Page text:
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Wednesday, October 26, 2016

Using research to change disability policy

Study finds more pregnancy complications among women with developmental disabilities


Women with intellectual and developmental disabilities are a very marginalized population in the world. Many U.S. states in the early 20th century prohibited women with IDD from marrying and procreating. Although they have had the legal right to reproduce since the 1970’s, there is still very little information known about mothers living with IDD or their children in the United States. This information is from a nationwide study conducted by researchers at Brandeis University and University of Massachusetts Medical School this fall. 

The study, “Pregnancy Outcomes Among U.S. Women With Intellectual and Developmental Disabilities,” found that women with developmental and intellectual disabilities have higher rates of pregnancy complications. The study was published in September by the American Journal on Intellectual and Developmental Disabilities and was co-authored by Prof. Susan Parish (Heller) and Monika Mitra, a professor from UMass medical school who will be starting at Brandeis as a faculty member on Dec. 1. 

“We got interested in this work because almost nothing is known about pregnancy outcomes for women who have developmental disabilities — intellectual disabilities,” Parish said in an interview with the Justice.

Parish is the Nancy Lurie Marks professor of disability policy, director of the Lurie Institute for Disability Policy and associate dean for research at the Heller School. Her research focuses on promoting the wellbeing of children and adults with disabilities. She began working in the disability field when she was in high school and became interested in disability policy after college. She explained that after college, she worked in both New York and New Jersey, running residential programs for children and adults with developmental disabilities. She was struck by the vast differences in services that were available to families in the two states.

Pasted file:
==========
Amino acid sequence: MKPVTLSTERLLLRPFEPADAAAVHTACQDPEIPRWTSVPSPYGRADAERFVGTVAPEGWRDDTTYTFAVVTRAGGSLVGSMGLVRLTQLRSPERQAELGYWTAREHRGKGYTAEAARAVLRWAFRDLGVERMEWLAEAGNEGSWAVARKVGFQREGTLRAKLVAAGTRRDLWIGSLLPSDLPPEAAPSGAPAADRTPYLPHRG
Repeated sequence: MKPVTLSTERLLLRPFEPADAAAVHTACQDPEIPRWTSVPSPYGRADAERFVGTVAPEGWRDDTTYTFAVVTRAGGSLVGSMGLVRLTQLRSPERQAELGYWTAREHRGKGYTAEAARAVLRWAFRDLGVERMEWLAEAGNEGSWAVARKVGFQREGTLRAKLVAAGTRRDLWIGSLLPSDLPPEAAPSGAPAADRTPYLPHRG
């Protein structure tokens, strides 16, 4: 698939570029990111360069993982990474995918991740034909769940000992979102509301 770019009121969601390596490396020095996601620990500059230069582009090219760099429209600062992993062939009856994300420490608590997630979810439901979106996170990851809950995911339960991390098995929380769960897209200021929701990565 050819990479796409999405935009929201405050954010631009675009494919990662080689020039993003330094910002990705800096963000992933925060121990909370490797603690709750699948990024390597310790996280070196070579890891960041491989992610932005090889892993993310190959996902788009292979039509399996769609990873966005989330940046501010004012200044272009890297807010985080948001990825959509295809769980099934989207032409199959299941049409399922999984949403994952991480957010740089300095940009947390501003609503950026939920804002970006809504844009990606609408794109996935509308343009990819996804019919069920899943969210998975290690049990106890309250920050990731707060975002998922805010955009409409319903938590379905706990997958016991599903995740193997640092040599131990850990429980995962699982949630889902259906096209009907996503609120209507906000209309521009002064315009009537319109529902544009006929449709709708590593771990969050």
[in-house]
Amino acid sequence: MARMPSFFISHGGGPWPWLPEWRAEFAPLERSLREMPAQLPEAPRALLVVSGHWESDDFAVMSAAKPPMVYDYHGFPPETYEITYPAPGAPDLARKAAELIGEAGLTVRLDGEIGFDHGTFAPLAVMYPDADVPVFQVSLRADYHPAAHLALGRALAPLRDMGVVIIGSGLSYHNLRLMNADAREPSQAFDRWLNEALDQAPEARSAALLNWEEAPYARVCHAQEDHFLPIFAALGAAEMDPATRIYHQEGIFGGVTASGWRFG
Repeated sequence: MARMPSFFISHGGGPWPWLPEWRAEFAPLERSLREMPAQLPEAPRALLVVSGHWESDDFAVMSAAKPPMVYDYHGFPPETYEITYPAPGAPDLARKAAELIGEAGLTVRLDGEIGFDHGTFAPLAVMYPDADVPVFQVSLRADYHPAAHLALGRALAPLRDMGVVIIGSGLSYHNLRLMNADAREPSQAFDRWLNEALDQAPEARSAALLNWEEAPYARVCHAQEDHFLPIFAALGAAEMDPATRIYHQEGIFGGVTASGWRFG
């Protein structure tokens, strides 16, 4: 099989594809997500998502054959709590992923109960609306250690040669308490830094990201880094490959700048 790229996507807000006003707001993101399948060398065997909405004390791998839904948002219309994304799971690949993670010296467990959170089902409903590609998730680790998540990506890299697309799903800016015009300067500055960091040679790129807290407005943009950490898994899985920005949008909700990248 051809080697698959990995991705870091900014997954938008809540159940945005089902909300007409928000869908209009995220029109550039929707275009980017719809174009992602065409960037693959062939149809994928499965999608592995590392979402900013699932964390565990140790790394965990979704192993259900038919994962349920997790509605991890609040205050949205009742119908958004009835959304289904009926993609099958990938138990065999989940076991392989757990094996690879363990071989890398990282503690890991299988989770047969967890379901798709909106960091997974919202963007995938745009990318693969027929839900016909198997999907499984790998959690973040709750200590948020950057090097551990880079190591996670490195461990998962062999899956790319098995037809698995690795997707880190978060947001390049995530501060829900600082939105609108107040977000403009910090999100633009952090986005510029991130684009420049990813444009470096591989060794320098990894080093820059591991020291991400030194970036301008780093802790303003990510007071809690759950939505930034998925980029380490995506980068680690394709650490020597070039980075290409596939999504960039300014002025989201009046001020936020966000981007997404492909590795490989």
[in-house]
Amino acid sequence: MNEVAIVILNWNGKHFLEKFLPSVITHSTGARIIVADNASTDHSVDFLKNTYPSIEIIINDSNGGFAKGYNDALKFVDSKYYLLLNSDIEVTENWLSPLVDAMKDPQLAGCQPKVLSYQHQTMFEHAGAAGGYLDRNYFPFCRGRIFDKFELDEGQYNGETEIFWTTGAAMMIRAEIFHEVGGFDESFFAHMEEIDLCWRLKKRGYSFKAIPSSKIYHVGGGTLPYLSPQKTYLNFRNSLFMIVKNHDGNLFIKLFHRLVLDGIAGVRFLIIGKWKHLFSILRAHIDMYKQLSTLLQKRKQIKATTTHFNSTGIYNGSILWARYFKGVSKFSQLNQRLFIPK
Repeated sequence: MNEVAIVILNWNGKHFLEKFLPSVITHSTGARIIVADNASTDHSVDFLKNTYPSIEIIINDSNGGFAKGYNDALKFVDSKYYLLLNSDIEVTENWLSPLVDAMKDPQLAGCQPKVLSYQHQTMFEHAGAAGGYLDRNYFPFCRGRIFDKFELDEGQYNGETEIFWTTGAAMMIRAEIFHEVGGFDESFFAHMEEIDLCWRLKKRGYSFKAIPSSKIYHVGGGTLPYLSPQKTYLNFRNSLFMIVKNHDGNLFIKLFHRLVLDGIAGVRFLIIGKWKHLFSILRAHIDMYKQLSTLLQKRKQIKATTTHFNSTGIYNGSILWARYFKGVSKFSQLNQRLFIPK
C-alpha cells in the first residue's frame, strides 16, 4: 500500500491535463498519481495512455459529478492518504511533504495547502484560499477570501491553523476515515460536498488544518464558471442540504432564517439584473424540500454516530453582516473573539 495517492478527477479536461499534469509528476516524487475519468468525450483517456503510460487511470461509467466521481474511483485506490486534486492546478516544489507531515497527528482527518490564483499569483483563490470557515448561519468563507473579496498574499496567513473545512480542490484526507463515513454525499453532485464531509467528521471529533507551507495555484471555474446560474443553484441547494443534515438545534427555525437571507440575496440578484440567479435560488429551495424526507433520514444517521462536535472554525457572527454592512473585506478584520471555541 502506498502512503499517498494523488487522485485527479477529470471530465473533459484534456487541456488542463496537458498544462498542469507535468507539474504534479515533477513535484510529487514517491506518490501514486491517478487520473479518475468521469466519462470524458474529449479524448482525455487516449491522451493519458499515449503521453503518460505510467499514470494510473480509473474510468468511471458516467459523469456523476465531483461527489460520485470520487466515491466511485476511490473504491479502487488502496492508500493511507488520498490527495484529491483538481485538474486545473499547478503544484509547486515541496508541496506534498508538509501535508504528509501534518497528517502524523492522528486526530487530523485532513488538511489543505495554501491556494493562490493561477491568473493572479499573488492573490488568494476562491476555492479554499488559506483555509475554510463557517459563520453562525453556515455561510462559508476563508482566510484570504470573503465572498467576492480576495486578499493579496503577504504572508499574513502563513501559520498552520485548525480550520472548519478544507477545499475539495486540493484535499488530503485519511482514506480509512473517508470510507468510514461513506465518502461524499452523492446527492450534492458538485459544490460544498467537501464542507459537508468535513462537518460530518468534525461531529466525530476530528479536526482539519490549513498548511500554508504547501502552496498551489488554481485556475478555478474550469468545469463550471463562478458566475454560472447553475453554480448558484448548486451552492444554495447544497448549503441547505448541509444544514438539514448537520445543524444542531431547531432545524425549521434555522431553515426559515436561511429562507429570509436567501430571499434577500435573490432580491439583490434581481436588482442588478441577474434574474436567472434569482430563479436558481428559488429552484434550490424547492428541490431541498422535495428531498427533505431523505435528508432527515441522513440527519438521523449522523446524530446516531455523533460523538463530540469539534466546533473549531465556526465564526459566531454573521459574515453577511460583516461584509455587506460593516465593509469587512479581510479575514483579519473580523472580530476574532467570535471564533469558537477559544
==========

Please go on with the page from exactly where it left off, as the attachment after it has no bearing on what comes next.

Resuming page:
In this study, Parish and Mitra found that there were many more pregnancy complications among women with developmental and intellectual disabilities than women without disabilities. According to Parish, very little is known about these pregnancy outcomes for women living with disabilities. 


FOUR LEADING FIGURES: Prof. Susan Parish (Heller) (far left) and Jay Ruderman (far right) stand beside the two former Rhuderman Social Justice in Disability Scholars, Danielle Sackstein ’14 (middle left) and Ruth Zeilicovich ’14 (middle right).

The study was also conducted by Alex Bonardi, from the Human Services Research Institute (HSRI), and Leah Igdalsky ’14, a research associate from the Lurie Institute and a Brandeis alumni.

“Women with developmental disabilities are one of the most marginalized populations in the world, and we are absolutely dedicated in our passion to make their lives better. And I think this study has a great home at Brandeis; it fits right in,” Parish explained. “We think it’s very important, as these women are living in the community, and they’re having, you know, regular lives, and they are getting married and having partners — we want to understand how they’re doing, and are they having good health care access, do they get  the services that they need when they need them?” 

In order to complete this study, Parish and her team analyzed hospitalization data for women across the United States, and they learned that women with developmental disabilities tended to have much worse outcomes than women who do not have developmental disabilities. “They were more likely to have severe complications, and the cost of their stays were more expensive, and across the things that we looked at, we found really poor outcomes.”